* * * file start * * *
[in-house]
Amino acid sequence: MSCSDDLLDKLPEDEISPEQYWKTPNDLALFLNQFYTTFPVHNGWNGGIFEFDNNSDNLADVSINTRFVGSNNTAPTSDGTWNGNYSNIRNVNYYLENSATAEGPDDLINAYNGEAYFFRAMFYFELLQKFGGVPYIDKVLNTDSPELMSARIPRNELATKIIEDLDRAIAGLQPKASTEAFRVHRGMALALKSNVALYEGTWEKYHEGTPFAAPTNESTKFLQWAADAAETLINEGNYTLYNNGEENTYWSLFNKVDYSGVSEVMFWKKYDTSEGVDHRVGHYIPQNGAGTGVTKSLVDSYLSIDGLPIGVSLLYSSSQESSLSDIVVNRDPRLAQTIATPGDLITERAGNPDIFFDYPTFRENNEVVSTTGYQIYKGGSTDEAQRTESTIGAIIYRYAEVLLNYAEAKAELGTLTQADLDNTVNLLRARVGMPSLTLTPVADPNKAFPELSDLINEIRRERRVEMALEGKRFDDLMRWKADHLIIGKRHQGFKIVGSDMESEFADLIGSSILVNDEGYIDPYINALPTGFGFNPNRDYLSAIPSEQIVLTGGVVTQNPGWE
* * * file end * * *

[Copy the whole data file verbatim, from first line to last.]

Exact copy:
[in-house]
Amino acid sequence: MSCSDDLLDKLPEDEISPEQYWKTPNDLALFLNQFYTTFPVHNGWNGGIFEFDNNSDNLADVSINTRFVGSNNTAPTSDGTWNGNYSNIRNVNYYLENSATAEGPDDLINAYNGEAYFFRAMFYFELLQKFGGVPYIDKVLNTDSPELMSARIPRNELATKIIEDLDRAIAGLQPKASTEAFRVHRGMALALKSNVALYEGTWEKYHEGTPFAAPTNESTKFLQWAADAAETLINEGNYTLYNNGEENTYWSLFNKVDYSGVSEVMFWKKYDTSEGVDHRVGHYIPQNGAGTGVTKSLVDSYLSIDGLPIGVSLLYSSSQESSLSDIVVNRDPRLAQTIATPGDLITERAGNPDIFFDYPTFRENNEVVSTTGYQIYKGGSTDEAQRTESTIGAIIYRYAEVLLNYAEAKAELGTLTQADLDNTVNLLRARVGMPSLTLTPVADPNKAFPELSDLINEIRRERRVEMALEGKRFDDLMRWKADHLIIGKRHQGFKIVGSDMESEFADLIGSSILVNDEGYIDPYINALPTGFGFNPNRDYLSAIPSEQIVLTGGVVTQNPGWE